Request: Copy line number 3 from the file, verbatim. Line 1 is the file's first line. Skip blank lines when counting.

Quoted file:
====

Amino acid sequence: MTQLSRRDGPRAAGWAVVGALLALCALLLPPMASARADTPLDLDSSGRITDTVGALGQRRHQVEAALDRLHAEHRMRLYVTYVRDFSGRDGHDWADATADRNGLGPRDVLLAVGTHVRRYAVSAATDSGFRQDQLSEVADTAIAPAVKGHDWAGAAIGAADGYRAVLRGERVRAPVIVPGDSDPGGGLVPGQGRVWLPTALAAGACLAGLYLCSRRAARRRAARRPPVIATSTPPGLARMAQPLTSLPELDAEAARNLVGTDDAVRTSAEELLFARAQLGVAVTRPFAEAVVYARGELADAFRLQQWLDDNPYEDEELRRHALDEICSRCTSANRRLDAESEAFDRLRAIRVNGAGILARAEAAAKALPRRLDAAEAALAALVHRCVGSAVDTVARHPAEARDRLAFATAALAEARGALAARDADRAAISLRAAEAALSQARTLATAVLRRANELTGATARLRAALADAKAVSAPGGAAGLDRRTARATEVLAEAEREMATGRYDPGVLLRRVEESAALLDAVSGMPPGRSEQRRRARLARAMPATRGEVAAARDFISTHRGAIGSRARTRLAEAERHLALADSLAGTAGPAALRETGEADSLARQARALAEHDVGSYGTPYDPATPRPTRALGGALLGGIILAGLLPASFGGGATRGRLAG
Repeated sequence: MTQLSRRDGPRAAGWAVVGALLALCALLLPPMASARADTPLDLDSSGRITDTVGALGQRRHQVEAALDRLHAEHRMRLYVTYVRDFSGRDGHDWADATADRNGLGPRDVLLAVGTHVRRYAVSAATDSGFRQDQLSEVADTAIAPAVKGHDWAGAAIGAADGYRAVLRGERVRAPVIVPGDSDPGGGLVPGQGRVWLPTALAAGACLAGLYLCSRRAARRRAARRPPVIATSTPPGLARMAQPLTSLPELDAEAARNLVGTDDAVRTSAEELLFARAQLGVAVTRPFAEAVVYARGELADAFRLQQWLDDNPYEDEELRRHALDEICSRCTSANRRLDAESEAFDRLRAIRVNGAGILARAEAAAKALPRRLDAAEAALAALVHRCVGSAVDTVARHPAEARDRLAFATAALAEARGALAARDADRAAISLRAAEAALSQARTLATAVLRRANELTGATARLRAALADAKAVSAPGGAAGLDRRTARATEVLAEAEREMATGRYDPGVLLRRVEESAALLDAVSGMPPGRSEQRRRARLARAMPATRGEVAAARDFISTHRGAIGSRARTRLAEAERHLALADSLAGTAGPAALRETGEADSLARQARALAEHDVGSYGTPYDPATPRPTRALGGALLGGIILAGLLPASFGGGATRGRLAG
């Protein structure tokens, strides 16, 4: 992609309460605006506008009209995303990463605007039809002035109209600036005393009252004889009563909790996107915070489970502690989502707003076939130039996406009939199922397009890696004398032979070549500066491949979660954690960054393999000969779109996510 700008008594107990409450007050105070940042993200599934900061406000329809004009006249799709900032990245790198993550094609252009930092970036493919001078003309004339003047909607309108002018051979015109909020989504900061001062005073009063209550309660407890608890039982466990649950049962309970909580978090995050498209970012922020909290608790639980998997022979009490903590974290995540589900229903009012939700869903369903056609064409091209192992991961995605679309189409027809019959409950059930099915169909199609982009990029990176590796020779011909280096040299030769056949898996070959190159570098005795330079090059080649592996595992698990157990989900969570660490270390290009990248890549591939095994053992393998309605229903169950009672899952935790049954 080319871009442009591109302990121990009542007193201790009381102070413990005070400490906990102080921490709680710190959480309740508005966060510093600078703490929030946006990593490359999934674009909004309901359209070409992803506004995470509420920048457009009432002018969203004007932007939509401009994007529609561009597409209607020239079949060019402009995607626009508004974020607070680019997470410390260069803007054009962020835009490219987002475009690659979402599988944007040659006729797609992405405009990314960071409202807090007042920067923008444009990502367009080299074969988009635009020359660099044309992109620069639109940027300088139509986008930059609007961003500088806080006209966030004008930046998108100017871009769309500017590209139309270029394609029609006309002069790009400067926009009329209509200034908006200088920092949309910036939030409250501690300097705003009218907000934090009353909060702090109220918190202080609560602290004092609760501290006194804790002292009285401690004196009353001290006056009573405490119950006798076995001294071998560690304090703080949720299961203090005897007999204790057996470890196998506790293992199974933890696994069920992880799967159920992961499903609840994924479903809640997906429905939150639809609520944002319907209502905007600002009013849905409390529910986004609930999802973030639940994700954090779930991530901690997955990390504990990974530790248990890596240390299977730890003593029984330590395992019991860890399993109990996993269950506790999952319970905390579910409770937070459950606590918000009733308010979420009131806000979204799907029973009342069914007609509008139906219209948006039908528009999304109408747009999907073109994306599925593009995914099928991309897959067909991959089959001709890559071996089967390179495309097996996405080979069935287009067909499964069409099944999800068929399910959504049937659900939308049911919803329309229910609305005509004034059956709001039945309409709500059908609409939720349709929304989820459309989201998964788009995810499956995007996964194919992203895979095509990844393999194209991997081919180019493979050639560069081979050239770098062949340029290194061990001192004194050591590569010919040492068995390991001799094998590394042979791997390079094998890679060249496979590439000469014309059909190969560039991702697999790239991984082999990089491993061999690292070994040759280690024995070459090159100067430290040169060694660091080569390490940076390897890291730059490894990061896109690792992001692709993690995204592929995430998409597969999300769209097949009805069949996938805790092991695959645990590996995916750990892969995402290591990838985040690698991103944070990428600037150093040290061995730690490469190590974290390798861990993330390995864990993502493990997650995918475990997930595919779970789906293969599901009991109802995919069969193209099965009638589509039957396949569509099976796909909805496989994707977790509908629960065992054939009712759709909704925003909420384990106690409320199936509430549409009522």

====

């Protein structure tokens, strides 16, 4: 992609309460605006506008009209995303990463605007039809002035109209600036005393009252004889009563909790996107915070489970502690989502707003076939130039996406009939199922397009890696004398032979070549500066491949979660954690960054393999000969779109996510 700008008594107990409450007050105070940042993200599934900061406000329809004009006249799709900032990245790198993550094609252009930092970036493919001078003309004339003047909607309108002018051979015109909020989504900061001062005073009063209550309660407890608890039982466990649950049962309970909580978090995050498209970012922020909290608790639980998997022979009490903590974290995540589900229903009012939700869903369903056609064409091209192992991961995605679309189409027809019959409950059930099915169909199609982009990029990176590796020779011909280096040299030769056949898996070959190159570098005795330079090059080649592996595992698990157990989900969570660490270390290009990248890549591939095994053992393998309605229903169950009672899952935790049954 080319871009442009591109302990121990009542007193201790009381102070413990005070400490906990102080921490709680710190959480309740508005966060510093600078703490929030946006990593490359999934674009909004309901359209070409992803506004995470509420920048457009009432002018969203004007932007939509401009994007529609561009597409209607020239079949060019402009995607626009508004974020607070680019997470410390260069803007054009962020835009490219987002475009690659979402599988944007040659006729797609992405405009990314960071409202807090007042920067923008444009990502367009080299074969988009635009020359660099044309992109620069639109940027300088139509986008930059609007961003500088806080006209966030004008930046998108100017871009769309500017590209139309270029394609029609006309002069790009400067926009009329209509200034908006200088920092949309910036939030409250501690300097705003009218907000934090009353909060702090109220918190202080609560602290004092609760501290006194804790002292009285401690004196009353001290006056009573405490119950006798076995001294071998560690304090703080949720299961203090005897007999204790057996470890196998506790293992199974933890696994069920992880799967159920992961499903609840994924479903809640997906429905939150639809609520944002319907209502905007600002009013849905409390529910986004609930999802973030639940994700954090779930991530901690997955990390504990990974530790248990890596240390299977730890003593029984330590395992019991860890399993109990996993269950506790999952319970905390579910409770937070459950606590918000009733308010979420009131806000979204799907029973009342069914007609509008139906219209948006039908528009999304109408747009999907073109994306599925593009995914099928991309897959067909991959089959001709890559071996089967390179495309097996996405080979069935287009067909499964069409099944999800068929399910959504049937659900939308049911919803329309229910609305005509004034059956709001039945309409709500059908609409939720349709929304989820459309989201998964788009995810499956995007996964194919992203895979095509990844393999194209991997081919180019493979050639560069081979050239770098062949340029290194061990001192004194050591590569010919040492068995390991001799094998590394042979791997390079094998890679060249496979590439000469014309059909190969560039991702697999790239991984082999990089491993061999690292070994040759280690024995070459090159100067430290040169060694660091080569390490940076390897890291730059490894990061896109690792992001692709993690995204592929995430998409597969999300769209097949009805069949996938805790092991695959645990590996995916750990892969995402290591990838985040690698991103944070990428600037150093040290061995730690490469190590974290390798861990993330390995864990993502493990997650995918475990997930595919779970789906293969599901009991109802995919069969193209099965009638589509039957396949569509099976796909909805496989994707977790509908629960065992054939009712759709909704925003909420384990106690409320199936509430549409009522």